Margaret Ritsch, APR is director of Roxo, TCU’s new student-driven agency for strategic communication. Formerly director of public relations at the Balcom Agency, then owner of her own firm, Perception, Ritsch joined the TCU faculty in January 2012. She and five Roxo interns traveled to San Francisco for the PRSA and PRSSA annual conferences.

PR lessons from ‘Kate’ and Tarrant Area Food Bank’s hunger campaign

The billboard asks a compelling question: What does hunger feel like? JustAskKate.org 

It strikes me that putting a (cartoon) face to hunger with a compelling narrative is a creative way to generate curiosity and hopefully leads to awareness, donations, volunteers, etc. The video component is simple but effective:

I reached out to Andrea Helms, Director of Communications for the Tarrant Area Food Bank and a Ft. Worth PRSA member for some insight into the campaign. I’m so thankful that she was wiling to share since I believe there are some interesting lessons and processes from this effort for PR and communication professionals:

Why did TAFB implement the ‘Kate’ concept campaign? 
Akron Canton Regional Food Bank in Ohio shared the Kate video concept with the Feeding America network of regional food banks, to which Tarrant Area Food Bank (TAFB) belongs. TAFB decided to customize this video for the organization not only because of the impact of Kate’s message, but to also join in creating a sense of unity across the network.

What are some of the strategic objectives you hope to achieve?
AWARENESS. We would like Kate’s message to be shared all over our community, through our Partner Agencies, donors and volunteers, and the general public. As part of our annual awareness initiative, we hope the community learns that hunger and food insecurity exist right here in our own neighborhood and we, together, can do something about it.

Through various print ads, billboards, and social media, we seek to increase awareness about hunger and direct people to the Kate video. We hope the Kate video and her message goes viral. The more that people share the video with their networks, the bigger the awareness of hunger we can create within our community. The video not only educates the public about the face of hunger–for example, Kate could be your next door neighbor, a co-worker or friend–but it also educates them about Tarrant Area Food Bank’s role in fighting local hunger.

When did it start and how long will the campaign run?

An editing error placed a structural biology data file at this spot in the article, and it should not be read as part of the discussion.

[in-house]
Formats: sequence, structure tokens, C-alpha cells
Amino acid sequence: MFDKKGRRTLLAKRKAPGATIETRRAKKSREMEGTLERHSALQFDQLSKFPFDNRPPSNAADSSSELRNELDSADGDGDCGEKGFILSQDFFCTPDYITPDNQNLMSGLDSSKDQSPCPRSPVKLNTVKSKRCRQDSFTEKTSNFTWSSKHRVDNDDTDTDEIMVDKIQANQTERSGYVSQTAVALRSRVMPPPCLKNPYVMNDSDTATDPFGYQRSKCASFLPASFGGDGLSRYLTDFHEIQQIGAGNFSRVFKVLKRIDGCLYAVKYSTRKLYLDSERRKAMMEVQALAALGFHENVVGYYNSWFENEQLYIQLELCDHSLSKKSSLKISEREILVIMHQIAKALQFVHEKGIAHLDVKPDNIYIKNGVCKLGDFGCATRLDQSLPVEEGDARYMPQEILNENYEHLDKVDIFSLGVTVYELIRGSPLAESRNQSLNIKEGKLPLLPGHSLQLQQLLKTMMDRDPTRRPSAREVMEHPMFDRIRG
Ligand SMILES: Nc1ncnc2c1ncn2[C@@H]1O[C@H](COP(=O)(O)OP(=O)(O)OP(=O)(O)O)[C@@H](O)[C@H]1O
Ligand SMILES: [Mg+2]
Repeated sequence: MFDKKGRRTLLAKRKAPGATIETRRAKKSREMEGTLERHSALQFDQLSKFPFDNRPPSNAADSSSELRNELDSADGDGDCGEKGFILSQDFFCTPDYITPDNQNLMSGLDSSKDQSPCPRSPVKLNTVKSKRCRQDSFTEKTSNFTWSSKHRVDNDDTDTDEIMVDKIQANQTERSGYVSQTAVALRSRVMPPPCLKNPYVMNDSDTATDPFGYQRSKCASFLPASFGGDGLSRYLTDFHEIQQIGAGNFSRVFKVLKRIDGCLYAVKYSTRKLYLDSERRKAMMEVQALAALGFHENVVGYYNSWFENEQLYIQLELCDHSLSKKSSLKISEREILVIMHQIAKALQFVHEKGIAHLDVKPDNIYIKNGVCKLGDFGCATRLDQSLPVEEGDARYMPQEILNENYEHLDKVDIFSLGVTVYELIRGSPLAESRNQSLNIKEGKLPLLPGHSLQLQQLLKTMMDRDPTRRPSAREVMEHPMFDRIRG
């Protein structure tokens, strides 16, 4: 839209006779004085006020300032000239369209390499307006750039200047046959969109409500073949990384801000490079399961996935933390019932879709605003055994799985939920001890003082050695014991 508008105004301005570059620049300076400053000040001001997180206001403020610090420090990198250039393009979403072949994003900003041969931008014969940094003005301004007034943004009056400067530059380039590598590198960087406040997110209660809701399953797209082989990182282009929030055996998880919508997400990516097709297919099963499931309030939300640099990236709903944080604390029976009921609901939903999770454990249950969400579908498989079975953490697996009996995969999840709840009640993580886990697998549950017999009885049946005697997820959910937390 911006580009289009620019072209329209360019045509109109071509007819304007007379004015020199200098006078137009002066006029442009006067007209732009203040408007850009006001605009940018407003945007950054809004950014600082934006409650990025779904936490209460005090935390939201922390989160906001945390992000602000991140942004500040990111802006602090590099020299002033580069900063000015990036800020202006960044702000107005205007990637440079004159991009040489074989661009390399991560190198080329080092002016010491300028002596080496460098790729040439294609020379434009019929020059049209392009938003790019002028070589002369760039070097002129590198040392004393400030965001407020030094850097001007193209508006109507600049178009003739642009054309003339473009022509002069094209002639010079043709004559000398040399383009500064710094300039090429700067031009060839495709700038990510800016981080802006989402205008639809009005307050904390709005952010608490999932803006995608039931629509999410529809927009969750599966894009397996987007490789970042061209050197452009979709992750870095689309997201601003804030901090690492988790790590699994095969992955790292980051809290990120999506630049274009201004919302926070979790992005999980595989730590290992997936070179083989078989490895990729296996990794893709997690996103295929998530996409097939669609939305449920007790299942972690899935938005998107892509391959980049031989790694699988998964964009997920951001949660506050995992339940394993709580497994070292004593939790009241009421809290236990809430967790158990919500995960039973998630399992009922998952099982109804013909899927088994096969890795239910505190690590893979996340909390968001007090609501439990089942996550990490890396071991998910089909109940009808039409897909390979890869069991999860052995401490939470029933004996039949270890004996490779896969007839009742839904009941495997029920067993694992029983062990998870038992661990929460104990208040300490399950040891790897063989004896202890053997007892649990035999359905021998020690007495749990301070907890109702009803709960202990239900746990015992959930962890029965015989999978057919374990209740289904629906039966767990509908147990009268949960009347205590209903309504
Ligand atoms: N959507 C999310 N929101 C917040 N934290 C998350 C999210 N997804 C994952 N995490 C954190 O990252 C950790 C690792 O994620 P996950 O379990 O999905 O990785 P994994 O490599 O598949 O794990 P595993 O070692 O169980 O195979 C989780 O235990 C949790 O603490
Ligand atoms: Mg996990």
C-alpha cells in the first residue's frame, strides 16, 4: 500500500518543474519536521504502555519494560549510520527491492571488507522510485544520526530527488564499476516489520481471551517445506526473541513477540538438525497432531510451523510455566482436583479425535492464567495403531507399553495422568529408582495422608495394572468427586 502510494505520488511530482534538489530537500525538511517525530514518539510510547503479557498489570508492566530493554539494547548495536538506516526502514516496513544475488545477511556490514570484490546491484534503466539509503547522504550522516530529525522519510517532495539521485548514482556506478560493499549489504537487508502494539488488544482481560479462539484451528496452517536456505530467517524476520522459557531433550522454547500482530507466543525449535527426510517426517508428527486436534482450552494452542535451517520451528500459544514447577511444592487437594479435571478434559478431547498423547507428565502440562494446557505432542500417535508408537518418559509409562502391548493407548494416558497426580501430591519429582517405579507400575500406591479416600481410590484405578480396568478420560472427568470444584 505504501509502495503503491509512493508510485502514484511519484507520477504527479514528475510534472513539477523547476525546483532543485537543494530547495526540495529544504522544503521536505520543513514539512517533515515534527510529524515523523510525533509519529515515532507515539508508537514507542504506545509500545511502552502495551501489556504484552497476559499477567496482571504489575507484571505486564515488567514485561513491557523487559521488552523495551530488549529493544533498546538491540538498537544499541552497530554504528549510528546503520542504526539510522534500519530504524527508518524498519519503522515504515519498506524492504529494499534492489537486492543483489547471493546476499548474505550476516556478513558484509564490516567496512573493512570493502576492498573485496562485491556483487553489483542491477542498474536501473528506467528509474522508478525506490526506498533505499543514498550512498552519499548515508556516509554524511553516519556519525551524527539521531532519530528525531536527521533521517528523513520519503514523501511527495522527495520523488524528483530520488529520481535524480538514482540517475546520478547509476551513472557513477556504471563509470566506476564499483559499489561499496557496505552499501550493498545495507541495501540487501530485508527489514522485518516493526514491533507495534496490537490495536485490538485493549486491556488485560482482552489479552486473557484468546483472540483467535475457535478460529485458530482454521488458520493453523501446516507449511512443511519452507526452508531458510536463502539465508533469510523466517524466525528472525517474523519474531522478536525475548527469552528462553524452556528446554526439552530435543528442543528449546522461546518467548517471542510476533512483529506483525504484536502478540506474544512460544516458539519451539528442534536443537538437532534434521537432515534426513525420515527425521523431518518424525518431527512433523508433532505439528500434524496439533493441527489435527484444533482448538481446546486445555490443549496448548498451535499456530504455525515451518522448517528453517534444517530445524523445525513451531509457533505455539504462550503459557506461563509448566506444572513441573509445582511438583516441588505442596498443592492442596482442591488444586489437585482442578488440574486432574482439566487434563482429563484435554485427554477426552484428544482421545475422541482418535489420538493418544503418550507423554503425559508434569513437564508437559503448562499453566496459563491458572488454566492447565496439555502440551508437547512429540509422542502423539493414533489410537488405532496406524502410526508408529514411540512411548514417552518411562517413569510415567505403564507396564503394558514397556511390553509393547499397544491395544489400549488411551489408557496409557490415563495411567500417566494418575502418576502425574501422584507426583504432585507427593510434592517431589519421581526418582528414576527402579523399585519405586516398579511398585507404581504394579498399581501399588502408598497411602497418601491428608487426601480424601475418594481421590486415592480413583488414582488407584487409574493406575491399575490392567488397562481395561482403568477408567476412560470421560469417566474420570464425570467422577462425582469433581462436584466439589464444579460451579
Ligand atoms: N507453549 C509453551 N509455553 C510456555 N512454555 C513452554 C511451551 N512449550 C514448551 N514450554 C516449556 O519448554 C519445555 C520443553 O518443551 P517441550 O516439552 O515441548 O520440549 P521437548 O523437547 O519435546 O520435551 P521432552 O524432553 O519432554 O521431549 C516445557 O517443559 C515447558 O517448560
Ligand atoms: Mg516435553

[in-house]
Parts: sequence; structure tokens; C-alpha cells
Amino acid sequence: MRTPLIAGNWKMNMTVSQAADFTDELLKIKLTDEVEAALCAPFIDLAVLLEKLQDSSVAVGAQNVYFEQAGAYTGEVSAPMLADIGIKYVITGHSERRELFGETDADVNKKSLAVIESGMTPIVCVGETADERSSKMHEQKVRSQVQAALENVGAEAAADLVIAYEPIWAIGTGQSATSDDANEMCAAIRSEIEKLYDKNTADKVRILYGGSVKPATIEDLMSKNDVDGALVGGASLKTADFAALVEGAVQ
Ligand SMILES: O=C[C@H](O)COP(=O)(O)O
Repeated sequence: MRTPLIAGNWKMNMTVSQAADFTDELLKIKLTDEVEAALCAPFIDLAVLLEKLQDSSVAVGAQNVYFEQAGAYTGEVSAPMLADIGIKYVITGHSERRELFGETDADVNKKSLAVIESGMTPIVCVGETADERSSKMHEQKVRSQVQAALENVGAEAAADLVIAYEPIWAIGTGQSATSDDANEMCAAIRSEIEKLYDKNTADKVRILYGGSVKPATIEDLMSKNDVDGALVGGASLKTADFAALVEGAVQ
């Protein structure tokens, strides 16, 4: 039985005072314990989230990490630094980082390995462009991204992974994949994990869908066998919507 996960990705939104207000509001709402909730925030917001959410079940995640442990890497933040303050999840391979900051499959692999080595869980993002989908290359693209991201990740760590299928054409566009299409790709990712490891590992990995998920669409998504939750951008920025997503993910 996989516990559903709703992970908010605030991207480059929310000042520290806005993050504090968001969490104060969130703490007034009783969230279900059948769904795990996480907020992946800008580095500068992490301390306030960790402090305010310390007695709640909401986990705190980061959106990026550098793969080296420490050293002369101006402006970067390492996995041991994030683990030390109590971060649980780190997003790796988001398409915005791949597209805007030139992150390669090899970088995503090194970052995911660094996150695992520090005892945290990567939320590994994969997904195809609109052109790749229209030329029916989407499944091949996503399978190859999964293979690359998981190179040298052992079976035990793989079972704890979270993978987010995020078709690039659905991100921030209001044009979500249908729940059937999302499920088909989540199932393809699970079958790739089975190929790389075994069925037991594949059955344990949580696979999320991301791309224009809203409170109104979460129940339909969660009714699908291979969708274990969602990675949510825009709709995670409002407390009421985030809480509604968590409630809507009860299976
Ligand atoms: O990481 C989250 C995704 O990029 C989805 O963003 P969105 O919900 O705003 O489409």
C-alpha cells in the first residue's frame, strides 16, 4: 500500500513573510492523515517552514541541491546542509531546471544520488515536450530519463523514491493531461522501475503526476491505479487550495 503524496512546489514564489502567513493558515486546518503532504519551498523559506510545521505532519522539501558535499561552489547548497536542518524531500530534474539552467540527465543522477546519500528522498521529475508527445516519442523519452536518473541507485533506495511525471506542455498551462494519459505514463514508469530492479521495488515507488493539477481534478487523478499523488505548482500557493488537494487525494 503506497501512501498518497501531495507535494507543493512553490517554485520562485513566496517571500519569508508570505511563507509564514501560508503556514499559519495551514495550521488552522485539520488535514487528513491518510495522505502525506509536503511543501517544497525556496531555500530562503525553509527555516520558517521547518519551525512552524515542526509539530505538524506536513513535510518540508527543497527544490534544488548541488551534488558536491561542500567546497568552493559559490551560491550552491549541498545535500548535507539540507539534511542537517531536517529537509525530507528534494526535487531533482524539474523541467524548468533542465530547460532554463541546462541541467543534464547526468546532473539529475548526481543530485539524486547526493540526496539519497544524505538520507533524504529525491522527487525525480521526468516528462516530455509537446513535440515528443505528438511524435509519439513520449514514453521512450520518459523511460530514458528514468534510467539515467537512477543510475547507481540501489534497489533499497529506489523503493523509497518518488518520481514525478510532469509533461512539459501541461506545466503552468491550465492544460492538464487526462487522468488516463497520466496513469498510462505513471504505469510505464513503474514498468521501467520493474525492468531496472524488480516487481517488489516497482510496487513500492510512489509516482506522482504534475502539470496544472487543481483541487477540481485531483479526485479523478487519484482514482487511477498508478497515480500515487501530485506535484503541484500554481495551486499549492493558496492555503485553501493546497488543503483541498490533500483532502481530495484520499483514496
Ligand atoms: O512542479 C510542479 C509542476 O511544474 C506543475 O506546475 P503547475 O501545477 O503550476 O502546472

The campaign started mid-October and will run through December. We will do another flight of the campaign in the Spring of 2013. The Kate video will remain active on our website and on justaskkate.org and through social media when the campaign is not active.

How would you say your version of the campaign differs from the original version?
We are the first Feeding America food bank to launch a traditional marketing campaign around the video. Up until now, the Kate video has been used as a tool in food banks for educating volunteers and donors and has been used through social media and word of mouth.

What communication channels are you using to share Kate? 
Facebook and Twitter posts, Facebook ads, billboards, print ads in the Fort Worth Star-Telegram and Fort Worth Business Press, the Just Ask Kate web page, the TAFB website, YouTube, e-blasts, email signatures, volunteer training and exclusive showings at TAFB related events.

We also have several collateral pieces our staff use for various audiences, such as children’s activities and giveaways, including Kate as a fan with suggestions on the backside for taking action to build awareness about hunger.  Our life-sized Kate cut-out is being used for photo opportunities with key people in our community for posting on social media.

How will you determine the success of this campaign?
Because this is an awareness campaign, we are most interested in how viral the campaign becomes. The more video views, shares and likes we get from the Kate video, the more we know the word is being spread around our community. We have been using Facebook and Google analytics to track where our viewers are coming from and what actions they are taking after they view the video, such as visiting our website or liking our Facebook page.

What do you think? Is this a compelling campaign to help generate awareness for the food bank’s fight against local hunger? As always, the comments are yours.